Monday, January 18, 2010

The Zen that ate Chicago

This is a blog on, more or less, Zen buddhism - Today I found a post on the internet that said " Shohaku Okumura gave Dharma transmission to Taiun Micheal Elliston of the Atlanta Soto Zen center, helping to further legitimize Elliston's previous transmission in the sometimes disputed lineage of Soyu matsuoka."

Lineage - lets talk.

Lineage is more or less the recorded record of transmission of the Dharma from teacher to student going back in time towards the Buddha.

To Buddhist this is like a family tree, and is often used to gain respect , prestige, respect, glamor and as the man said legitimization. It is just sooooooooooo important. It is of course so important that many westerners, and probably some Asian teachers as well, have been know to claim lineages they don't have or that don't really exist.

I have studied with Buddhist teachers from several schools and lineages and have found that a lineage is like most things written on paper, mostly good for burning in a coffee can to keep warm when it gets really cold and little else. Paper is just paper.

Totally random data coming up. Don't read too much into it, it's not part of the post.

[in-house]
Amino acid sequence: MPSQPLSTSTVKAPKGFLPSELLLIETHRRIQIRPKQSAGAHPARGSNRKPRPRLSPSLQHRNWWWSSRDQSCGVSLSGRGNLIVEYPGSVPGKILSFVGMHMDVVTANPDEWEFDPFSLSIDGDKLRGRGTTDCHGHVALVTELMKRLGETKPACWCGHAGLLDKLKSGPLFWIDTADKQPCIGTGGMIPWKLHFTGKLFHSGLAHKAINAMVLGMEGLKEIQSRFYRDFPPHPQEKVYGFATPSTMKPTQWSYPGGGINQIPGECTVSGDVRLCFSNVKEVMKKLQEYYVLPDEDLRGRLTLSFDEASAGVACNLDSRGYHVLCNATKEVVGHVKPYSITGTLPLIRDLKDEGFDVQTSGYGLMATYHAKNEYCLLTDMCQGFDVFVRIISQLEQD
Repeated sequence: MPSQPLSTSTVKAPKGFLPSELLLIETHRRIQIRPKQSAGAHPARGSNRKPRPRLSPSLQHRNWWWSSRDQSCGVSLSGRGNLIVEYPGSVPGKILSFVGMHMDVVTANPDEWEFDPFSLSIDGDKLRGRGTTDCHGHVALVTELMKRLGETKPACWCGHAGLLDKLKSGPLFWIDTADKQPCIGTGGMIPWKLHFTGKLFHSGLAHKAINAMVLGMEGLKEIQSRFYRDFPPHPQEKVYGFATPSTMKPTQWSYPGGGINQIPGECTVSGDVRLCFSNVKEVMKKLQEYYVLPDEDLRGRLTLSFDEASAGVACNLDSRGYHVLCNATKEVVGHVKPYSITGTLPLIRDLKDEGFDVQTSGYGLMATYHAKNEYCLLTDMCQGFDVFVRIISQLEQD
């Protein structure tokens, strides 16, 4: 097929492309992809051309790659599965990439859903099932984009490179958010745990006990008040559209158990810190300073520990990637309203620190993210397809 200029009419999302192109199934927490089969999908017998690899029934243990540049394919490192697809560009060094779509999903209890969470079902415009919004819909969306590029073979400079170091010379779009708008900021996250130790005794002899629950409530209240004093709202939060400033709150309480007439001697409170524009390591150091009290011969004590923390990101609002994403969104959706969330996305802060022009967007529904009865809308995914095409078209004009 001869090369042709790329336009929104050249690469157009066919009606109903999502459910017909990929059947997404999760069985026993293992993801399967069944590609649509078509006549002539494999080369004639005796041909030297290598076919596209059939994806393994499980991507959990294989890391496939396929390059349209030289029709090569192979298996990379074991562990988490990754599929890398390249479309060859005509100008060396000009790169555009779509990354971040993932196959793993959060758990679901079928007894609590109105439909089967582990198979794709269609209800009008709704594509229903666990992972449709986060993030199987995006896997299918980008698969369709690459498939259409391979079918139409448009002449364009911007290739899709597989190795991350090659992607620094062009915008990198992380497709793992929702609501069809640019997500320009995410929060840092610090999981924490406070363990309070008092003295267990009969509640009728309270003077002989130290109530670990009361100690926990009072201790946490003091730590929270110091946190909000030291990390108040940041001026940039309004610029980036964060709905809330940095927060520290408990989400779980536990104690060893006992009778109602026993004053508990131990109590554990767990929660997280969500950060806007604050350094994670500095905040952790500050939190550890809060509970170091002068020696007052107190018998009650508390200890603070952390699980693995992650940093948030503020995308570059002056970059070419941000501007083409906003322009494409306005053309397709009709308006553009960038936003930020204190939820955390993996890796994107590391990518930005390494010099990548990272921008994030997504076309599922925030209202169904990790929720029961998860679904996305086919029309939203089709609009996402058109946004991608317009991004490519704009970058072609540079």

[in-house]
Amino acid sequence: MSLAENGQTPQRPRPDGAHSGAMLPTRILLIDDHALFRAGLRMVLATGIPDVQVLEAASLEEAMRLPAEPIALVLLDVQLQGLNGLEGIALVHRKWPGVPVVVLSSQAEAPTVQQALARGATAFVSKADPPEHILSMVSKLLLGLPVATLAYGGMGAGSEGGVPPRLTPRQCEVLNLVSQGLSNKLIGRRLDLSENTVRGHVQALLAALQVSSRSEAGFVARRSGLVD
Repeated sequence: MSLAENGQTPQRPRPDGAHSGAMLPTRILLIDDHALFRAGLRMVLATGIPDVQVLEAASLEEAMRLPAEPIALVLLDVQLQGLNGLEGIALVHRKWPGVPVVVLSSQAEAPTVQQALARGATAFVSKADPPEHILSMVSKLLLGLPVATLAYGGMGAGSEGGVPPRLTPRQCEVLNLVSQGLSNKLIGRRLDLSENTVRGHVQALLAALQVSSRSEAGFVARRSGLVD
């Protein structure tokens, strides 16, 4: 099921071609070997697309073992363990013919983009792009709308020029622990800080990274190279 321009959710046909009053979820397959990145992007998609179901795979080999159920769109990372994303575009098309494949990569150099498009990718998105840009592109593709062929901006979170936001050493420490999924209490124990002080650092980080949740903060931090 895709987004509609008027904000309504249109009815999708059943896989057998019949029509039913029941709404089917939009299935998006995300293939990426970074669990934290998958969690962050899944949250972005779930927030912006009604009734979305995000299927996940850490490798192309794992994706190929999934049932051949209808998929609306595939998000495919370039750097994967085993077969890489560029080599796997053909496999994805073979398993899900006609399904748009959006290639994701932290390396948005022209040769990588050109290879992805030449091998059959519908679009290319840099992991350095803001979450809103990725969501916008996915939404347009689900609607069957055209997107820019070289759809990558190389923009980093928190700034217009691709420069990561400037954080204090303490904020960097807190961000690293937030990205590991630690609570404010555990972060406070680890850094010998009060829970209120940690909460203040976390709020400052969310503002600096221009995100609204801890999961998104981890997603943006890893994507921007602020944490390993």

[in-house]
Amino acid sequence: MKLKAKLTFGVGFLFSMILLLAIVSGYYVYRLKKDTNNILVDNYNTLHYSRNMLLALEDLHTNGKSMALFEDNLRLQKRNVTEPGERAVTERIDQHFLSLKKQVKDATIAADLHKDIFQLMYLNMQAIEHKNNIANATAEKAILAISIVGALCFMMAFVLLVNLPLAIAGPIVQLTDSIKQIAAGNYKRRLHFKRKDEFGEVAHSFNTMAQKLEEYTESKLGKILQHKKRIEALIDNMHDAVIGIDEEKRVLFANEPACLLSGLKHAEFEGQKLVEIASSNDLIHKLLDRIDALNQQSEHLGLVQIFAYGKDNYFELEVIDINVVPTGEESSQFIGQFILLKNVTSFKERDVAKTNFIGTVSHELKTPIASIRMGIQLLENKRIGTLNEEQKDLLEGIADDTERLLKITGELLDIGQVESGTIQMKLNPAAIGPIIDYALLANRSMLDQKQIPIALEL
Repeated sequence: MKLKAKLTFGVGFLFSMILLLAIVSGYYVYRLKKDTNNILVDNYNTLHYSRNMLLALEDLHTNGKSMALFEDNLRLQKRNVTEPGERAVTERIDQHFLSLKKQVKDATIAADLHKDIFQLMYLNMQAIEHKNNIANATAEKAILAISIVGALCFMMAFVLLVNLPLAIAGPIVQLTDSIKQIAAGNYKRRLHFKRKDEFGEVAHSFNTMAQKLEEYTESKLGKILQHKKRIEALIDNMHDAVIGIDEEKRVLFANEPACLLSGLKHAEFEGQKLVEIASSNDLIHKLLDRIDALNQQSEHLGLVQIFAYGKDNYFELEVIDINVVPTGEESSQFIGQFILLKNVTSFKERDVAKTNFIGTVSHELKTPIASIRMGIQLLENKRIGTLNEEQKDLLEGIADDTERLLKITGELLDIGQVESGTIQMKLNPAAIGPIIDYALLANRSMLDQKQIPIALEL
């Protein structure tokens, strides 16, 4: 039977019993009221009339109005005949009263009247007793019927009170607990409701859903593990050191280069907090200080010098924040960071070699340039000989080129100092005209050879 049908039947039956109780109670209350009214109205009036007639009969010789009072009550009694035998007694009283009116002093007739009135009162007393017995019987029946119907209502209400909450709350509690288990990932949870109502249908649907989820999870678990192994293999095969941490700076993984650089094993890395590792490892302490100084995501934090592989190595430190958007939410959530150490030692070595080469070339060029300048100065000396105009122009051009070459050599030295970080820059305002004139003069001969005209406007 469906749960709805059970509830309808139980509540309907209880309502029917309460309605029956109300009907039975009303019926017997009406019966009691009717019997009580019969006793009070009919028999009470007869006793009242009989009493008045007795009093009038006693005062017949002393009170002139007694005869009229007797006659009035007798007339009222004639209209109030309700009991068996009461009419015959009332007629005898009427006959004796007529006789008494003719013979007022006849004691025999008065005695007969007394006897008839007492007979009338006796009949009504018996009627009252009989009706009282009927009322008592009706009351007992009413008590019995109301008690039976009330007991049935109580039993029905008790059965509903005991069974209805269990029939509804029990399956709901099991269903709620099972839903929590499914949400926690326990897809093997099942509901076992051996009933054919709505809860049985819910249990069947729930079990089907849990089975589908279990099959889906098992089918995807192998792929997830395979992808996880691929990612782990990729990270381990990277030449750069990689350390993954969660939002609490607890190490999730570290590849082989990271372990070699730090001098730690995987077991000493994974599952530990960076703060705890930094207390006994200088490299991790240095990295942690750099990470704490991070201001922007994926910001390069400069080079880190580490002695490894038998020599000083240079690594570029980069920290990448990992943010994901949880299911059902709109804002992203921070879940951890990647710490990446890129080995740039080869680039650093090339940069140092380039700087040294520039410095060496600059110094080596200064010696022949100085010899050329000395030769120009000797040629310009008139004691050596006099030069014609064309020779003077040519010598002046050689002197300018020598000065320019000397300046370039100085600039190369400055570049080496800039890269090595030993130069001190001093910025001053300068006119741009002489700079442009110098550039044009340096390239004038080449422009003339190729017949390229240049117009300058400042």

Employers depend on such paper to hire and are often very disappointed. Schools give out large expensive pieces of paper like candy at a party, with about as much value.

When I meet Micheal Elliston , my spider sense was triggered, it did not take me long to determine he was the real deal. If you rely upon paper to make your decisions concerning a teacher you are giving up your own right and privilege to see and know for yourself.

Seek your teacher with your own perceptions, don't rely on paper, keep you heart and mind open and empty of preconceptions. There are many false teachers in this world and some that you would never suspect of being your true teacher. You may find your teacher at a bus stop or in a sunset, but you will never find a teacher until you open yourself up to knowing when you have found him or her.

I like my degree it hung on my wall for several years, but today I couldn't even tell you were the darn thing is.

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